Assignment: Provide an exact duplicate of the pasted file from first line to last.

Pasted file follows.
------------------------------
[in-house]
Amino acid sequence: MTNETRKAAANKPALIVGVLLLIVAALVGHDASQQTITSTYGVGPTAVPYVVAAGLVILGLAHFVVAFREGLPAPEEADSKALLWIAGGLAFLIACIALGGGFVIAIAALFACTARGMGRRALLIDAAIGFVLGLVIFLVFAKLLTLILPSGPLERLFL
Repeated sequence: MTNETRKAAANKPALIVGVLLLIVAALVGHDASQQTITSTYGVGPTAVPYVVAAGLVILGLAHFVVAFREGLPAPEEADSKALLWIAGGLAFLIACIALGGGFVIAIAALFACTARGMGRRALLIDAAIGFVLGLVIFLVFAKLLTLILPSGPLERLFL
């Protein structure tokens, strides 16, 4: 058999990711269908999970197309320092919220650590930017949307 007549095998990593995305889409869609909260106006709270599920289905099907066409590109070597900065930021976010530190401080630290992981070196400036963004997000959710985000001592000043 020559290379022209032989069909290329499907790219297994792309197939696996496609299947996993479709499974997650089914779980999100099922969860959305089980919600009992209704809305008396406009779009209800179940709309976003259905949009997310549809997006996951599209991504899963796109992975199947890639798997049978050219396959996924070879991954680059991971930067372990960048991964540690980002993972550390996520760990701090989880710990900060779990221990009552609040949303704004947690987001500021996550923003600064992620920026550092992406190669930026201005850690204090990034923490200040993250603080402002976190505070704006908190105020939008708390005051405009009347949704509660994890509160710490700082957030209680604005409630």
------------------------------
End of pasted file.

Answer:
[in-house]
Amino acid sequence: MTNETRKAAANKPALIVGVLLLIVAALVGHDASQQTITSTYGVGPTAVPYVVAAGLVILGLAHFVVAFREGLPAPEEADSKALLWIAGGLAFLIACIALGGGFVIAIAALFACTARGMGRRALLIDAAIGFVLGLVIFLVFAKLLTLILPSGPLERLFL
Repeated sequence: MTNETRKAAANKPALIVGVLLLIVAALVGHDASQQTITSTYGVGPTAVPYVVAAGLVILGLAHFVVAFREGLPAPEEADSKALLWIAGGLAFLIACIALGGGFVIAIAALFACTARGMGRRALLIDAAIGFVLGLVIFLVFAKLLTLILPSGPLERLFL
């Protein structure tokens, strides 16, 4: 058999990711269908999970197309320092919220650590930017949307 007549095998990593995305889409869609909260106006709270599920289905099907066409590109070597900065930021976010530190401080630290992981070196400036963004997000959710985000001592000043 020559290379022209032989069909290329499907790219297994792309197939696996496609299947996993479709499974997650089914779980999100099922969860959305089980919600009992209704809305008396406009779009209800179940709309976003259905949009997310549809997006996951599209991504899963796109992975199947890639798997049978050219396959996924070879991954680059991971930067372990960048991964540690980002993972550390996520760990701090989880710990900060779990221990009552609040949303704004947690987001500021996550923003600064992620920026550092992406190669930026201005850690204090990034923490200040993250603080402002976190505070704006908190105020939008708390005051405009009347949704509660994890509160710490700082957030209680604005409630």